The Club | travel writing

The Club

“The Club” is an anti-airport, and not just because it is part of a bus-terminal. It’s one of my favourite places. This has partly to do with its location between Aurélie’s work and the one holiday-place I approve of. It is the stop-over, the transition point between Rovereto (which hosts the University of Trento’s Cognitive Science Department) and Gargnagno, the most picturesque village at the Lake Garda. It adds to the Club’s appeal that entering it marks the end of an one hour bus-drive along windy mountain routes, past scattered and partly faded suburbian and industrial compounds.

But the Club is more than just the end of work and car-sickness. It is an oasis of perfection. It has stools and sitting cushions upholstered in red. Silhouettes of dancing bodies on the wallpaper, three gambling machines, shiny Becks-sponsored fridges filled with lemonade, beer, and protein drinks and even a little stage for live music on Saturdays. The bar is massive and sleek and displays ingredients for every possible long drink. There is food, too: donuts, pastries, and croissants filled with salami and cheese. The bar also shields the gigantic espresso machine. It is ruled by an energetic woman with a broad smile on her face, an Eiffel Tower on her T-shirt, and the air of great authority.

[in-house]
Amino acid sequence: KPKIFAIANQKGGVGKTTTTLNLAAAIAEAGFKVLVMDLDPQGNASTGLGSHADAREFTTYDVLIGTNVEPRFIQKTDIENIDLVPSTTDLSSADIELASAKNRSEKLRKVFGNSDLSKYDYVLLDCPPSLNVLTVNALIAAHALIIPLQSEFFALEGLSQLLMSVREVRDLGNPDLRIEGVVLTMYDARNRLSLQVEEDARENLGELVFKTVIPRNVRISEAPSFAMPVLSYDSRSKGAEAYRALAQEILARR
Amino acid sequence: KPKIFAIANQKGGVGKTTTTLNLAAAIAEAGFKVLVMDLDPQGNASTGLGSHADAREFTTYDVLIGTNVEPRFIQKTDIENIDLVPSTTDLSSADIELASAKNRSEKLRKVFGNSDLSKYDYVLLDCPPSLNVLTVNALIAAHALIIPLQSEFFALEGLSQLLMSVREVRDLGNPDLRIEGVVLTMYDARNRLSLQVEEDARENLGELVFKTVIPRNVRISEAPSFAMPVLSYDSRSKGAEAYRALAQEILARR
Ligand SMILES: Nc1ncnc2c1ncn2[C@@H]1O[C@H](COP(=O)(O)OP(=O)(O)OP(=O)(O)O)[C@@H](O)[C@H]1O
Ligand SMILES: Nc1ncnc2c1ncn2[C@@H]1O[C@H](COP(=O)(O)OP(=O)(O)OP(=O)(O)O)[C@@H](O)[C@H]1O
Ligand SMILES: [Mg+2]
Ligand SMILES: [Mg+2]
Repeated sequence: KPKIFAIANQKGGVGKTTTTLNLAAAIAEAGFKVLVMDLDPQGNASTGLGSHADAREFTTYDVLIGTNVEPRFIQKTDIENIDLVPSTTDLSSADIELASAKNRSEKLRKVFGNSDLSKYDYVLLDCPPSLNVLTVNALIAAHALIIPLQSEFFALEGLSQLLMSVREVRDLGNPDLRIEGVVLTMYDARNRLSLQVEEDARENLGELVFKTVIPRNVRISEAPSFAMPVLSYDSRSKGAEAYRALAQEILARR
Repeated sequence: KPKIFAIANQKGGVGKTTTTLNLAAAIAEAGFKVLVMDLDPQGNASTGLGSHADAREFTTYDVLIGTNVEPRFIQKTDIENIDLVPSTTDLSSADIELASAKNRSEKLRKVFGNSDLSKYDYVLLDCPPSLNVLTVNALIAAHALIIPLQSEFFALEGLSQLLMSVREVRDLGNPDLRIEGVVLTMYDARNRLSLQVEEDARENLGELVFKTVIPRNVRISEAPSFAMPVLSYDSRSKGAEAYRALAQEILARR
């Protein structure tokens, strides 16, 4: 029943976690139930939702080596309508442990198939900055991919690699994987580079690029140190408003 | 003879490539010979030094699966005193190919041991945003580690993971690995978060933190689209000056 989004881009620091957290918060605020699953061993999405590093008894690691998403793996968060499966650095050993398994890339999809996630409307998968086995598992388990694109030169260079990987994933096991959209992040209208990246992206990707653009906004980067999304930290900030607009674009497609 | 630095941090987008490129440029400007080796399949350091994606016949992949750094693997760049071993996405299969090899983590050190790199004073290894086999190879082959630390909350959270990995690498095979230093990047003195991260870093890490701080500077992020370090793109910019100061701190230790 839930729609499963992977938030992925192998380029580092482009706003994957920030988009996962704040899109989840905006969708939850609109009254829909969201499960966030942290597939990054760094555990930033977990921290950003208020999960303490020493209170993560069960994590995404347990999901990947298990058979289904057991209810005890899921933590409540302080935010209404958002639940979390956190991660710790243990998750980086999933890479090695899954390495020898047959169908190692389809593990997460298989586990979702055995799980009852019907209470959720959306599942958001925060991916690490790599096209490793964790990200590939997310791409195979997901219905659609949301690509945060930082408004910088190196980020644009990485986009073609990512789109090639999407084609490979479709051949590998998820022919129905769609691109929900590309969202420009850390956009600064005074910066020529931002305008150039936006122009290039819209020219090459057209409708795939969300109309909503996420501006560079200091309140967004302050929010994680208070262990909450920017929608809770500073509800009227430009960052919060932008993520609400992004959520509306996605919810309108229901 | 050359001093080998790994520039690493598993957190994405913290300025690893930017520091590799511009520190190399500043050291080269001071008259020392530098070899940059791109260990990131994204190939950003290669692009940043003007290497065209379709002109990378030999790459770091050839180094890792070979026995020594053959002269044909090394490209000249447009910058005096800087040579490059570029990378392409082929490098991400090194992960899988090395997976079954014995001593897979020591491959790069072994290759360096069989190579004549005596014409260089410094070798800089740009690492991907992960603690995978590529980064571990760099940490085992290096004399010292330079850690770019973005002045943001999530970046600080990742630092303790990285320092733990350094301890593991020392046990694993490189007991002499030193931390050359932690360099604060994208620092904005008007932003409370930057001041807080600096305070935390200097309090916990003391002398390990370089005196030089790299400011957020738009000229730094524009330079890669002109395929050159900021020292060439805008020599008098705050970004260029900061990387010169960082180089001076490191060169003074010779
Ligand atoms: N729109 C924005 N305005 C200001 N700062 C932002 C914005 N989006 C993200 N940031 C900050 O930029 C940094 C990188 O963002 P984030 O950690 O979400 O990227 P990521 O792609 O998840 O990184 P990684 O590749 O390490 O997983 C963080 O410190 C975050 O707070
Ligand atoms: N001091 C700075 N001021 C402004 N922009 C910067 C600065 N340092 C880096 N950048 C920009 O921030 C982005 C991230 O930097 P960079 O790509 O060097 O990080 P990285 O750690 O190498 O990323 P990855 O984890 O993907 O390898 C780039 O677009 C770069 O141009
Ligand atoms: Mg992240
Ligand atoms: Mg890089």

I think the club is one of the very few places remaining in the world where people sit down voluntarily and yet it is not segregated by age and class. On the stools at the bar, a toothless young man jokes with a mate whose face is likewise carved by weather and drinks. An elderly lady walks in, one with the grandezza and make-up quantity which outside Italy you would only see on a Drag Queen. Her mink-coat seems natural, too. A teenage gang huddles in the corner, their clothes tight as if to emulate the shapes of the dancing bodies on the wallpaper. Well, and then there are those two academic dykes.

A decade earlier, in Berlin, we had made a defiant habit of having “proletarian breakfast” in the few remaining “Steh-Café”-bakeries to avoid supporting the mushrooming hipster-cafés (and to save money). We would stand there, next to some tradesmen in blue overalls, slightly awkwardly, share a Simit or Berliner and sip thin, rust-tasting filter brew. In the club, there is no awkwardness. It’s all about the means of production: Italian Espresso machines.